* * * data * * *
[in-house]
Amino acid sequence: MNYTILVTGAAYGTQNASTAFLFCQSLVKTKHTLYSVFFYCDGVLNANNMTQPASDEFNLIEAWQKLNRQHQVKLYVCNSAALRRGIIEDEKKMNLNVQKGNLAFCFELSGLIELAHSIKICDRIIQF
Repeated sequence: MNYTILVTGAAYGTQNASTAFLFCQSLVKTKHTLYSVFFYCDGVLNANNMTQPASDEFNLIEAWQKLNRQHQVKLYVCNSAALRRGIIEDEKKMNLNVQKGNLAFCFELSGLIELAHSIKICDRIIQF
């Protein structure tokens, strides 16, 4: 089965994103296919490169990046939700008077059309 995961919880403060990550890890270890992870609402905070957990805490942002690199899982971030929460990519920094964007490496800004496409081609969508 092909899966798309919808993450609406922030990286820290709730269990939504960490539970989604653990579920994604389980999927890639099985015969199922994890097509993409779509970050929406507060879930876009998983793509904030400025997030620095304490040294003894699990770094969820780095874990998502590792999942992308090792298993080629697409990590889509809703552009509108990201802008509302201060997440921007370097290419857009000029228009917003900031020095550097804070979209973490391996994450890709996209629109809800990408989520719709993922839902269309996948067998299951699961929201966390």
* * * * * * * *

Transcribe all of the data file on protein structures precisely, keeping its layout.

[in-house]
Amino acid sequence: MNYTILVTGAAYGTQNASTAFLFCQSLVKTKHTLYSVFFYCDGVLNANNMTQPASDEFNLIEAWQKLNRQHQVKLYVCNSAALRRGIIEDEKKMNLNVQKGNLAFCFELSGLIELAHSIKICDRIIQF
Repeated sequence: MNYTILVTGAAYGTQNASTAFLFCQSLVKTKHTLYSVFFYCDGVLNANNMTQPASDEFNLIEAWQKLNRQHQVKLYVCNSAALRRGIIEDEKKMNLNVQKGNLAFCFELSGLIELAHSIKICDRIIQF
């Protein structure tokens, strides 16, 4: 089965994103296919490169990046939700008077059309 995961919880403060990550890890270890992870609402905070957990805490942002690199899982971030929460990519920094964007490496800004496409081609969508 092909899966798309919808993450609406922030990286820290709730269990939504960490539970989604653990579920994604389980999927890639099985015969199922994890097509993409779509970050929406507060879930876009998983793509904030400025997030620095304490040294003894699990770094969820780095874990998502590792999942992308090792298993080629697409990590889509809703552009509108990201802008509302201060997440921007370097290419857009000029228009917003900031020095550097804070979209973490391996994450890709996209629109809800990408989520719709993922839902269309996948067998299951699961929201966390």